The entire family is invited to a family night to assemble dried soup kits to donate to a local food pantry. They may use the dehydrated vegetables from lesson one and other ingredients or contact a food-packing organization that provides the ingredients, and you provide the volunteers.  

In this lesson, the children identify foods to eat each day and foods that should be eaten in small amounts. They learn about healthy habits and healthy communities where all people have nutritious food. 

All people have need for and deserve friendship and belonging. In this lesson, we explore the elements of community relationships, like kindness, inclusion, listening, and trust. The children compile pages to make a big book that teaches others to be caring community members. 

Sometimes when a child or adult has a special need, health concern, or comes from an unfamiliar faith or background, we are unsure how to act. This Little Critter book demonstrates how to be kind and curious, and show respect for their abilities and strengths.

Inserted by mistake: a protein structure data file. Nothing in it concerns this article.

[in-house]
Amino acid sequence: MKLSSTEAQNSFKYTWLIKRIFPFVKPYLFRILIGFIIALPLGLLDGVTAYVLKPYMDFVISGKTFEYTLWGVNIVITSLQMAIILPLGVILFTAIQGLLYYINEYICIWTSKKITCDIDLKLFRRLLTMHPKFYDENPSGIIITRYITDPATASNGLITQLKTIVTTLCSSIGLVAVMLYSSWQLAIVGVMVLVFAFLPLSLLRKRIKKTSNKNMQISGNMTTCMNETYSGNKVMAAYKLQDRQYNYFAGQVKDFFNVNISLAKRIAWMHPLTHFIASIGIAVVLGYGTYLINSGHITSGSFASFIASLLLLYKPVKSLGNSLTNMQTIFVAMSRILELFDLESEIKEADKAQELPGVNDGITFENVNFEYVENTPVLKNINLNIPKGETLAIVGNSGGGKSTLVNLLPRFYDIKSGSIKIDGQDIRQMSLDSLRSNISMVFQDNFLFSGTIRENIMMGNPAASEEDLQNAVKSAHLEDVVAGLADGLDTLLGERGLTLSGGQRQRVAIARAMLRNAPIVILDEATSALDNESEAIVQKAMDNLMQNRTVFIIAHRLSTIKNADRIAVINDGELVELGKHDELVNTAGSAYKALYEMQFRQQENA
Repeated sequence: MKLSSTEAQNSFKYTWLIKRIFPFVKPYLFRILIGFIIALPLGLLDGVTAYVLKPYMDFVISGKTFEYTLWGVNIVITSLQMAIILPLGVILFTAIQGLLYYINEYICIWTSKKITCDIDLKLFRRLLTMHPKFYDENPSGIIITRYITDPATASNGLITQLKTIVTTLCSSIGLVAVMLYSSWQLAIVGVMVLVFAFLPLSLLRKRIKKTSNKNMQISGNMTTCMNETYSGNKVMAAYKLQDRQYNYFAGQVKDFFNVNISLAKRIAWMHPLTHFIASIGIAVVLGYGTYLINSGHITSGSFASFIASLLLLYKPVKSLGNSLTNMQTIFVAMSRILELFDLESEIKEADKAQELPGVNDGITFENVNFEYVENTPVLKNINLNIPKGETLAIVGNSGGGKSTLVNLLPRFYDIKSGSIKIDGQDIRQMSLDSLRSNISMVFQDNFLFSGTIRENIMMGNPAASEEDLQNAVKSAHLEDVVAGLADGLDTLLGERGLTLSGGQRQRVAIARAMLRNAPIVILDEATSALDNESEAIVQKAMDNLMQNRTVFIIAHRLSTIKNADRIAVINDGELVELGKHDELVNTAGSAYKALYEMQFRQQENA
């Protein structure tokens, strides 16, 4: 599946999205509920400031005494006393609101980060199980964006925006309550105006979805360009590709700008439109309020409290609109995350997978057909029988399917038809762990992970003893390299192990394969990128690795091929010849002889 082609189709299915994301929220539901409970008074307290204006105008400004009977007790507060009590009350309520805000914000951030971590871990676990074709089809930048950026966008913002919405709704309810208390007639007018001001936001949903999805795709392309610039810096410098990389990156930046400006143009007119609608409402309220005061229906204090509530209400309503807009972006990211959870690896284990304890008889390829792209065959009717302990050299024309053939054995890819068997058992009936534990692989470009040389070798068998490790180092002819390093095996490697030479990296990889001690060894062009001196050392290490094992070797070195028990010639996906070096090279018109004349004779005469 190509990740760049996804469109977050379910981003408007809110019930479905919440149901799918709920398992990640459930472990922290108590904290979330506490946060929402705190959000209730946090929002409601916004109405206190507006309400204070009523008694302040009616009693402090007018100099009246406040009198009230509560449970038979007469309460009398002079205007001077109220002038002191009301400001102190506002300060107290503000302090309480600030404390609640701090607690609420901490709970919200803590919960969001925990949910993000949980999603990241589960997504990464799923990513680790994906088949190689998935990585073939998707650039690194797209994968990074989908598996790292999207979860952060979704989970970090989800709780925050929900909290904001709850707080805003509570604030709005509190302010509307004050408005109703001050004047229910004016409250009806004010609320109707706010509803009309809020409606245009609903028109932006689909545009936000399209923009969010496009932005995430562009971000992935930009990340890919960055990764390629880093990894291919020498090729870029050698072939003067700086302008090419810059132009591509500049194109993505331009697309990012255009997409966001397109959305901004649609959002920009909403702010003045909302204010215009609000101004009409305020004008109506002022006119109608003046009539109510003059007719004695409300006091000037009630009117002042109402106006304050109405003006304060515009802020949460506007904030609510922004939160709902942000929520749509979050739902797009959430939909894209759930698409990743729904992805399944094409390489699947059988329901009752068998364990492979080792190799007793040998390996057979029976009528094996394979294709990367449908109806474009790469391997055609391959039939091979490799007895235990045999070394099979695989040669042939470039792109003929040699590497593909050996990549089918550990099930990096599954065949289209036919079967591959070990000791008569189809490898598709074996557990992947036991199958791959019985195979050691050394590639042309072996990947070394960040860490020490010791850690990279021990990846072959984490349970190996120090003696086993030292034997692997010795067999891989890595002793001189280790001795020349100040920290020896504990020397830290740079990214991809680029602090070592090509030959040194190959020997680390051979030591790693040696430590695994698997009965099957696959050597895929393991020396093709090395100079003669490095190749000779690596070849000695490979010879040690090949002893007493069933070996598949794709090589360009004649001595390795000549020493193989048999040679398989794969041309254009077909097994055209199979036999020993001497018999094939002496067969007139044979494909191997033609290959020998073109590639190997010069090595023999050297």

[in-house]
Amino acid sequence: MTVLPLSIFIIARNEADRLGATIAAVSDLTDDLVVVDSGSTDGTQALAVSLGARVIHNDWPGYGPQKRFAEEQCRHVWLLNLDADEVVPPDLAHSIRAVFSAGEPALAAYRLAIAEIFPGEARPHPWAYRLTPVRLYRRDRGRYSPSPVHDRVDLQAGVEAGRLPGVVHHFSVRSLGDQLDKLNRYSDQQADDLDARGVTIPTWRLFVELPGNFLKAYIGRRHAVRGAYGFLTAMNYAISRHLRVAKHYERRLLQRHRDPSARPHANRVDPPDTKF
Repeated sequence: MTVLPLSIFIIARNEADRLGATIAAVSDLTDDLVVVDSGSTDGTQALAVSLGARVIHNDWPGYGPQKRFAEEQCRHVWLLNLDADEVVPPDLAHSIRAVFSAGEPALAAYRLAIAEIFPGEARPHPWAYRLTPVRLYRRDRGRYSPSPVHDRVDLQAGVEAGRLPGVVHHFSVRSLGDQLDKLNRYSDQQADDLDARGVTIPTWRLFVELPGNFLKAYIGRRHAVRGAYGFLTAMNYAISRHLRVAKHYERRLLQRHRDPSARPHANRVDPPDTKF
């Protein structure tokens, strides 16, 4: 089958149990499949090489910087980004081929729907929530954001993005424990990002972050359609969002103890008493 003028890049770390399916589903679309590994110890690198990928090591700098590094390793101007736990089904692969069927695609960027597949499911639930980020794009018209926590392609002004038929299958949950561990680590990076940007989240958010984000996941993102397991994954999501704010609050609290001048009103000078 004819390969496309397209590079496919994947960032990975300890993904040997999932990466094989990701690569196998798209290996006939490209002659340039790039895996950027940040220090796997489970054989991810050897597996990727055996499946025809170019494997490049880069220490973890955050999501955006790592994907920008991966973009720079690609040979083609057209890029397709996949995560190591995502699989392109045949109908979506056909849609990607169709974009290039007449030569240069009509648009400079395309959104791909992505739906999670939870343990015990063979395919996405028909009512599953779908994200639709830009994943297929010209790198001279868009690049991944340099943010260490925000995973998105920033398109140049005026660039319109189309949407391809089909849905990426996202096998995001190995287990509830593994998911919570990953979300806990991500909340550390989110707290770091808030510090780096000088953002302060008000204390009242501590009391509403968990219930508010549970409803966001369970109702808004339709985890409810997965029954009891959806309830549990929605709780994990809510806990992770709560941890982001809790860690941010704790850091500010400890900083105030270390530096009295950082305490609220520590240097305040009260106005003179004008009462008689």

Young people demonstrate that gifts do not need to be purchased with money. The best gifts are things we do with our time and talent for someone else. They brainstorm "kindness" types of gifts, such as a service or a homemade creation. They make a gift of kindness certificates. 

The young people create a video by compiling recordings of the songs and acting they did as a group to communicate the meaning of acting for the common good. They share their video with a local hospital, retirement community, or preschool as entertainment.

In this activity that follows the model of the story of Stone Soup, we learn about a mindset that says "yes we can" rather than looking at what we don't have. We cooperate to solve a problem for the good of all.